Australia were taking some late lessons in spin bowling as they head into the third Test starting here on Wednesday, desperate to draw level with a resurgent India.
The tourists trail the home side 1-0 in the four-Test Border-Gavaskar series, an unusual situation for the world's top side, after they were thumped by 320 runs in the second Test in Mohali.
Australia's batsmen failed to come to terms with India's combination of spin and swing and the bowlers also struggled, conceding 469 runs in the first innings and 314 in the second.
In a bid to turn the corner, the tourists have turned to Indian spin legend Bishen Singh Bedi.
Rookie leg-spinner Cameron White, who has four wickets in the series so far, was spotted chatting with Bedi in the nets on Sunday.
Off-spinner Jason Krejza, yet to get a look-in after going wicketless in a warm-up game, also took tips from Bedi, who bagged 266 wickets from 66 Tests with his deadly left-arm spin.
"Australian manager (Steve Bernard) requested me to come and have a chat with the bowlers and that's why I'm here," Bedi said.
"We discussed spin, flight and guiles that a spinner must have in his armoury."
Bedi said the Aussies must consider playing Krejza as New Delhi's Feroz Shah Kotla track would assist finger spinners.
"I think they will have to play Jason. They need a finger spinner. After (Shane) Warne there is a big void, there is no doubt about that, but I think some of these youngsters can take responsibility with a bit of commitment."
Australia's spin options are limited but the home side have the opposite problem, grappling with an abundance of riches after debutant Amit Mishra's seven-wicket haul in the Mohali game.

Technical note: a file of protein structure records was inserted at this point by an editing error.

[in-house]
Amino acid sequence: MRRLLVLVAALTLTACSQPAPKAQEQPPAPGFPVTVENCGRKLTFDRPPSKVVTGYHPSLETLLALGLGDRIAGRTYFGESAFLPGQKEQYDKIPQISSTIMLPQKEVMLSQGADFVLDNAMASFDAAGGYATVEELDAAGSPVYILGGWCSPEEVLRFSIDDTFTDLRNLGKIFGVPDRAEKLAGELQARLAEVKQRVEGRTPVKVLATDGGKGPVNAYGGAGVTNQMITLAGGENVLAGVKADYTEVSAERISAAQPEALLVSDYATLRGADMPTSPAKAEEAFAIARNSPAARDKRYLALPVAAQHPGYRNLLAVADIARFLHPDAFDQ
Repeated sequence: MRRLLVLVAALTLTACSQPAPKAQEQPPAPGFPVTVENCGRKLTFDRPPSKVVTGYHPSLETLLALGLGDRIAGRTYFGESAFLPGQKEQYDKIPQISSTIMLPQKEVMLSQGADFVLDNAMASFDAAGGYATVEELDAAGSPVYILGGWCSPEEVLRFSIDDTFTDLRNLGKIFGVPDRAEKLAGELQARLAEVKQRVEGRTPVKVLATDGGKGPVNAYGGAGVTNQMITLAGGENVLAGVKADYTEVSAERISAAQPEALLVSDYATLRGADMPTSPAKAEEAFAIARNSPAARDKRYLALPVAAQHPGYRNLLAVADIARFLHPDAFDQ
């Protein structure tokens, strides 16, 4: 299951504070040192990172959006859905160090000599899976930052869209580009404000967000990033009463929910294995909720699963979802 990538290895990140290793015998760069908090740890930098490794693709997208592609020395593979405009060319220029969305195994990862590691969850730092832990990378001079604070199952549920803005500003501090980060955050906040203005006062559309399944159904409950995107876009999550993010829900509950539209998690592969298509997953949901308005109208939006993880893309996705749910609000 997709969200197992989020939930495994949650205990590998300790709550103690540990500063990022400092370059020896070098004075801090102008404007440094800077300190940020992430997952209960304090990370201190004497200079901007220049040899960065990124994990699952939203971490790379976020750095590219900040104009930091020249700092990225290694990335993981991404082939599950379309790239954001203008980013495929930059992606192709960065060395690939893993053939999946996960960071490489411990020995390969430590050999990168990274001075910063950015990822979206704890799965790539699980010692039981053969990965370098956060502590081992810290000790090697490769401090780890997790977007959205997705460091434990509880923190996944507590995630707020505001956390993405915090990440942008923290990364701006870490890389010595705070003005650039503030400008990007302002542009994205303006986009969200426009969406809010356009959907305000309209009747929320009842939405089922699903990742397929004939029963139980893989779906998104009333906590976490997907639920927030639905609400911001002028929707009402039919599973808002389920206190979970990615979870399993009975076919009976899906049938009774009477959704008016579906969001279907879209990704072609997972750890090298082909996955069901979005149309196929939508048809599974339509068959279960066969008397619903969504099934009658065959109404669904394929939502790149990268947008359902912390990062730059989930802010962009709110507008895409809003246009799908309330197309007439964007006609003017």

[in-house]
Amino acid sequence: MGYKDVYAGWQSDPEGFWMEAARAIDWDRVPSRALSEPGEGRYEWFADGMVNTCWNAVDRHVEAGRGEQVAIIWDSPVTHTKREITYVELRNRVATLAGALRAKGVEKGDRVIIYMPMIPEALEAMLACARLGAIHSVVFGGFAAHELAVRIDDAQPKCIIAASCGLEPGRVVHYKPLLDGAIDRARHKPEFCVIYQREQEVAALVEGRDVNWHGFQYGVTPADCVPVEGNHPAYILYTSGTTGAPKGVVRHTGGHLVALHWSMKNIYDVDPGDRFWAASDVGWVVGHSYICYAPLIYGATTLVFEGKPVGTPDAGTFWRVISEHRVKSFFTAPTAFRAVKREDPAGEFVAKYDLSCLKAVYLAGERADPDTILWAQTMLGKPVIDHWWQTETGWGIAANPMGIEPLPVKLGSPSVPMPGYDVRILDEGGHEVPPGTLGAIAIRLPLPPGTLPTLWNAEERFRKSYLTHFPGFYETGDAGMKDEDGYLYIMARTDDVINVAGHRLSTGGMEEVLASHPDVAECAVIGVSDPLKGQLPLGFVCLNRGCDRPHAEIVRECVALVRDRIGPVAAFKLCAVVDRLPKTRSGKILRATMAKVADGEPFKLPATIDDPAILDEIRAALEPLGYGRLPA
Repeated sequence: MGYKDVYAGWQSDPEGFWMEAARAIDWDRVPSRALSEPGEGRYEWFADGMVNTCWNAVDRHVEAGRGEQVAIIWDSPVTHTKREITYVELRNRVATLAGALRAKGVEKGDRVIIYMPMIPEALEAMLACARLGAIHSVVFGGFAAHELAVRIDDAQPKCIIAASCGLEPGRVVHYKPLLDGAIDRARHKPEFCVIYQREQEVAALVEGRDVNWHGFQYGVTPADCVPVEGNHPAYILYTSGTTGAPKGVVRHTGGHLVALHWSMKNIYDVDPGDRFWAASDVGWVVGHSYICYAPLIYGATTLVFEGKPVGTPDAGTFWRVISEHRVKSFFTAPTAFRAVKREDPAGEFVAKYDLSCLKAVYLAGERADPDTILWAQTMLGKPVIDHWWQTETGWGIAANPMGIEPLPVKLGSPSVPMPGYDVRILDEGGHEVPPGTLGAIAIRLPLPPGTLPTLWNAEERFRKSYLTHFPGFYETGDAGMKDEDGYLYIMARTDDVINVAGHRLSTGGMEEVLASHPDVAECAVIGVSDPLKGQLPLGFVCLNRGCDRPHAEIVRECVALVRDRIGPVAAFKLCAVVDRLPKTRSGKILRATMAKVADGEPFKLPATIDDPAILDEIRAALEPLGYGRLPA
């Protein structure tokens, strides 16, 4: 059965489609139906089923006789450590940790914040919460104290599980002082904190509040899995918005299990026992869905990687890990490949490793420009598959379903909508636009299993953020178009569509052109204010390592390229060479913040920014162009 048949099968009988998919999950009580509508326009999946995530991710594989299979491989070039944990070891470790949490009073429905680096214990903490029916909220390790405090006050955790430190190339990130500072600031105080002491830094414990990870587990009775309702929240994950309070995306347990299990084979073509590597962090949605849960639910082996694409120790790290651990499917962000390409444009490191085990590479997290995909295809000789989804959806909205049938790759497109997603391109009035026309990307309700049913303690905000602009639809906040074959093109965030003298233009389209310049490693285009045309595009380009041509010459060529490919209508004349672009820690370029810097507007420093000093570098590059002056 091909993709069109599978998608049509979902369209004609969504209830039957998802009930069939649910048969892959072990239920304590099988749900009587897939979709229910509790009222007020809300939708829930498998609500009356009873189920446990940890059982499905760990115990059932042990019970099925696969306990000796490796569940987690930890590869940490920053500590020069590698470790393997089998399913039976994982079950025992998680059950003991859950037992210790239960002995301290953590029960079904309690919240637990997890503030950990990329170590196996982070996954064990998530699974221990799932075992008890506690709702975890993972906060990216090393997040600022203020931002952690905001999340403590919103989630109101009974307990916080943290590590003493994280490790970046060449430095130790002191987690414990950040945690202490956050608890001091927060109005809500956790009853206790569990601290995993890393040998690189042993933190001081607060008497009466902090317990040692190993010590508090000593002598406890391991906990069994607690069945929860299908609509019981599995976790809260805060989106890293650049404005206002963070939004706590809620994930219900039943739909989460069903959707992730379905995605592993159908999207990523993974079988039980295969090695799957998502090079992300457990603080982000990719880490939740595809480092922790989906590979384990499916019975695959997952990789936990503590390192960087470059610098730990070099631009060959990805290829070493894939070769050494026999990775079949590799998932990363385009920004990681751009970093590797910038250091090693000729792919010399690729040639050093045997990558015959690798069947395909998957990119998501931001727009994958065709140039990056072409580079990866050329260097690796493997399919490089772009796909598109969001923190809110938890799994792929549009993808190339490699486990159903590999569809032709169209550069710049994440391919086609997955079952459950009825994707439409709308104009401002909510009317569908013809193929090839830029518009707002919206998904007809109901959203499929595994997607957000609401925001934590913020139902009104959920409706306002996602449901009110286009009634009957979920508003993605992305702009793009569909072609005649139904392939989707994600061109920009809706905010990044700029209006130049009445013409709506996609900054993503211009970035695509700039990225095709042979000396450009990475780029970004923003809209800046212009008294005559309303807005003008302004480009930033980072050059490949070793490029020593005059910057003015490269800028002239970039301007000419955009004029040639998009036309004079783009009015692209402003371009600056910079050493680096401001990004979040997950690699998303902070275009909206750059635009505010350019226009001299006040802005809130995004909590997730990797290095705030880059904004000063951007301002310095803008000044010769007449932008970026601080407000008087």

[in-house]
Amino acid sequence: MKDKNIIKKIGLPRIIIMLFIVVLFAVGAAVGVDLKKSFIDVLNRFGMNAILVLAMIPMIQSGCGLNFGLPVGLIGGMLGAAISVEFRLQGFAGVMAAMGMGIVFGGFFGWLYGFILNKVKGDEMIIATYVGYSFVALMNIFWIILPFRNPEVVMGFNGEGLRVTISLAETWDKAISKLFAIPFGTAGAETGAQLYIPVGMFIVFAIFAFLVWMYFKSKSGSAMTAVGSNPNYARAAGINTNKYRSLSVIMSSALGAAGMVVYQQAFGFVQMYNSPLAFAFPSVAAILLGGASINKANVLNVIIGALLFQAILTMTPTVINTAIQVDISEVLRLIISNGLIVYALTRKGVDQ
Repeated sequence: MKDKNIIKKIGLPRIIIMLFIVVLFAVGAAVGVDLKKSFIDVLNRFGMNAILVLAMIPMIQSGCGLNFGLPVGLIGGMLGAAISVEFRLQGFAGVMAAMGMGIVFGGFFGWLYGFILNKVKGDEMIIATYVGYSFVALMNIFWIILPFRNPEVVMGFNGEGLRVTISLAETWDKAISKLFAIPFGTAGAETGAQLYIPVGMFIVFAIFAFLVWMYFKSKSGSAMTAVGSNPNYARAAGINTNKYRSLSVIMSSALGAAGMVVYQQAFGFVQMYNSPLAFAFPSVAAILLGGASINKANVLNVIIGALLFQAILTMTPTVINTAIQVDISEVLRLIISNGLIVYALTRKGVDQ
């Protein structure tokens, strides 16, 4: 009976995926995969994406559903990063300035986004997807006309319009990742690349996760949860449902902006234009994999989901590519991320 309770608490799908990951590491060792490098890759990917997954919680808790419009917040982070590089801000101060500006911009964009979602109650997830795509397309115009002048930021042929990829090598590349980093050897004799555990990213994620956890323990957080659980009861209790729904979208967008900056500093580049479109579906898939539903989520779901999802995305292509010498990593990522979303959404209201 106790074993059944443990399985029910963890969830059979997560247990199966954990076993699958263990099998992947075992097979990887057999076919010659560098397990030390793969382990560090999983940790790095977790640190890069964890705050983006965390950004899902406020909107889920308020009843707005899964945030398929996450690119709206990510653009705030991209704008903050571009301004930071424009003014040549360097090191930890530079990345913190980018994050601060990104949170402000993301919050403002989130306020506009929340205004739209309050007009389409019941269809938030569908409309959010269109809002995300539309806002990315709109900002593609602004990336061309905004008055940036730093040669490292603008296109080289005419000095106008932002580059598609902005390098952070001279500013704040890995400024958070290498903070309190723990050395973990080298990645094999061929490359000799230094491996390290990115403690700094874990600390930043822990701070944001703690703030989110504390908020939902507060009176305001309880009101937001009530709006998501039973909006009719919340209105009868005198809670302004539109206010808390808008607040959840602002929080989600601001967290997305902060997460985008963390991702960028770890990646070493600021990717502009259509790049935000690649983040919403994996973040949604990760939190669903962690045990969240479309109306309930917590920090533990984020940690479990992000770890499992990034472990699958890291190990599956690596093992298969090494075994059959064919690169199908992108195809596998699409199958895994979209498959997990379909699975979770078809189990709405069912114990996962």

Mishra, who played only because leg-spin veteran Anil Kumble pulled out on the morning of the game with a shoulder injury, will have to wait to know his fate as Kumble, 36, has declared his fitness and willingness to play here.
Kumble's record at the ground -- he has 55 wickets at a rate of just 15.41 in six Tests including 10 in a single innings against Pakistan in 1999 -- could turn the scales in his favour.
Groundsman Radhey Shyam Sharma has promised a pitch that will suit Kumble's style of bowling.
"I've always made wickets that suit Kumble, and this time it won't be any different," said Sharma, who is 73 and about to retire.
"This wicket will give some assistance to seamers initially but the spinners can come into play as early as on the third morning.
"There will be no dust on the wicket but the ball will tend to grip the pitch and get more turn. There will be a bit of uneven bounce with the wear and tear," he said.
If the pitch behaves as predicted, the Indians, who have won their past six Tests here, look to have a solid chance of adding to their tally.
The first Test of the series, in Bangalore, was drawn.